By Julie Fortier
With a population expected to reach 9 billion by 2050, the planet must find ways to significantly increase food production by, for example, expanding irrigation or improving crop genetics. And this, despite the threat of unpredictable extreme weather conditions.
It’s a sobering statistic. Countries in the Asia-Pacific region alone will have to increase their food production by 77 per cent by 2050 in order to feed their people, according to a recent report by the Food and Agriculture Organization. This is a figure that worries Chandra Madramootoo, especially given the increasing threat extreme weather poses to crops. Madramootoo, dean of the Faculty of Agricultural and Environmental Sciences at McGill and founding chair of the annual McGill Conference on Global Food Security, launched in 2008, spoke to Headway about the various avenues researchers around the world are looking at to try to feed a growing world population.
What are some of the current challenges related to food security and production?
Climactic extremes brought about by climate change, such as floods and drought, are one of the major challenges to producing enough food. Predictions by the United Nations Environment Program indicate that extreme drought and heat will be responsible for some of the largest losses in cereal production by 2080, in particular in Africa and Asia. But there is also a very limited land base available for the expansion of food production. There are potentially 45 to 50 million hectares that could be used, but these are mostly areas that have poor soils and limited road access or that are ecologically fragile.
Aren’t we growing more and more food?
Crop yields are a major area of concern. From the early 1960s to the late 1980s, we saw strong increases in crop yields, thanks to new high-yielding varieties of cereals, but over the past 20 years, that growth has dropped dramatically. For example, the increase in wheat yields has dropped from an annual average of 2.75 per cent to 0.5 per cent. And these numbers are a global average, so they include high-producing regions like the midwestern United States. In developing regions of the world, particularly in Africa, crop yields are declining.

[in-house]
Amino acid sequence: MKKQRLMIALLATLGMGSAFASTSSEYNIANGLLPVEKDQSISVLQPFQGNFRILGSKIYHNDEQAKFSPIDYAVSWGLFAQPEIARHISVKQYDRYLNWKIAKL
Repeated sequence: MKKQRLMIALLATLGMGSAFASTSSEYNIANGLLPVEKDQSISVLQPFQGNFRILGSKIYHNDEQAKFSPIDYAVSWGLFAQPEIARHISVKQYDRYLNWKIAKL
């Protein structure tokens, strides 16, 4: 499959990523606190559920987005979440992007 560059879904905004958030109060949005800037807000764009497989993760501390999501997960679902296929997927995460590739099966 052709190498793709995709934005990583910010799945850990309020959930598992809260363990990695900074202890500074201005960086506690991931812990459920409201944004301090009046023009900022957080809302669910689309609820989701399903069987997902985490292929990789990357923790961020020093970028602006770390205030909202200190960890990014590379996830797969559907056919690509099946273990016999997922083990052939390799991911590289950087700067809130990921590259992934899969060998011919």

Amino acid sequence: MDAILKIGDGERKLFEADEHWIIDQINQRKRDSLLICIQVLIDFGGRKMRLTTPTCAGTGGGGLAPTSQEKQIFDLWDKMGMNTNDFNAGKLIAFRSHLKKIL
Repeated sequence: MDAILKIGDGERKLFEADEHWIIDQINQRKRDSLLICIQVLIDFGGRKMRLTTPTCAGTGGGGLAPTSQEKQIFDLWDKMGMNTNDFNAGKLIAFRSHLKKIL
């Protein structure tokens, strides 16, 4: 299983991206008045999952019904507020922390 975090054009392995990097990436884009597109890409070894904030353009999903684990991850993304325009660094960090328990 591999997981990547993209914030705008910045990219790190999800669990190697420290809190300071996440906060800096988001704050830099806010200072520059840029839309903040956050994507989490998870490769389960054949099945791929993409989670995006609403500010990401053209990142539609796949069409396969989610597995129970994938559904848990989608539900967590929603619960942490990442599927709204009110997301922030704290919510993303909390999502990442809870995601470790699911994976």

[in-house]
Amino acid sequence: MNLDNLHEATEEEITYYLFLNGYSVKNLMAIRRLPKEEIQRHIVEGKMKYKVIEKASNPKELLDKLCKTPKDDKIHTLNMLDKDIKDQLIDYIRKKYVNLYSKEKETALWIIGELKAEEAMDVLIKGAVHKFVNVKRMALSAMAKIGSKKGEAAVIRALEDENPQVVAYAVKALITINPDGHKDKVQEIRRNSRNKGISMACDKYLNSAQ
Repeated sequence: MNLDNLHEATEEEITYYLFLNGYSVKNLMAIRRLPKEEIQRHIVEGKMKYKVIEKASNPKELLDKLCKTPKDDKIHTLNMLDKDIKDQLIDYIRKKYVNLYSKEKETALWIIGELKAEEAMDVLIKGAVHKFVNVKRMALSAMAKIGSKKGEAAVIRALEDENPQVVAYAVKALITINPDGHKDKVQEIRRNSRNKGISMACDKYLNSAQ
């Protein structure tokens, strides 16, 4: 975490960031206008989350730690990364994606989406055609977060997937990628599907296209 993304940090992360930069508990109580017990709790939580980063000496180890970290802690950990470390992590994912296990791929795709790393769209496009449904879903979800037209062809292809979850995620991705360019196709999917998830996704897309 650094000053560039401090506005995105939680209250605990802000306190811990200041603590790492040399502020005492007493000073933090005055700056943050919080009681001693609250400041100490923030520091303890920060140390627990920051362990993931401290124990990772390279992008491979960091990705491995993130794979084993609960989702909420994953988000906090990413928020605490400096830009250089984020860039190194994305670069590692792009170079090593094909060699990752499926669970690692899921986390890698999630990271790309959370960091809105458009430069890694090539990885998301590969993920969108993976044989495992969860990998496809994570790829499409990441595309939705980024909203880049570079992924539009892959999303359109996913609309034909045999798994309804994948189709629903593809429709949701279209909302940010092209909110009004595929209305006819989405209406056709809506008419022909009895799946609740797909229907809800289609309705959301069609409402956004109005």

One of the ways crop yields can be improved is through irrigation, which has enormous potential. At the moment, irrigated land represents about 20 per cent of all cropland, yet it produces 40 per cent of the world’s food. By comparison, about 80 per cent of cropland is rainfed but produces only 60 per cent of the planet’s food. Developing improved irrigation systems presents its own challenges though: the African continent is endowed with significant water resources, but, unfortunately, for political, financial or logistical reasons, these countries are often unable to tap into their irrigation potential. A lot of water resources are subject to transboundary agreements, for example. And irrigation depends on enormous infrastructure investments that many governments just don’t have the capacity to support.
How is technology helping us improve food security?
Technology is helping in many ways. It can alleviate the physical demands involved in the production of certain cereals and help people grow more palatable or more nutritious food. It can inform decisions that lead to better crops (see “Smartfarming”). Improved crop genetics are also a promising avenue. A lot of efforts are focused on developing new cultivars that can handle pests and disease, as well as environmental stresses – water, drought, heat – generated by our changing climate. Once we identify the traits we want and breed new varieties, we must then have mechanisms in place that allow these new cultivars to be replicated and reach farmers. Maize has been a great success story in that regard, going from seven varieties before 1970 to 455 varieties being used in Eastern and Southern Africa today. The private sector played a major role in getting these varieties out to producers. It’s important for governments and the private sector to work together in order to improve the delivery of modern varieties of seeds to farmers.
What else should governments keep in mind?
The non-agronomic side of food production – markets, policies, education and training, and infrastructure – has played an increasingly important role in global agricultural productivity growth since the 1960s. In fact, these elements have largely outweighed the agronomic factors in most of the world, except in Asia. If we want to make significant productivity gains in the next decades, the challenge now is to maintain that success at the same time as we try to increase crop yields.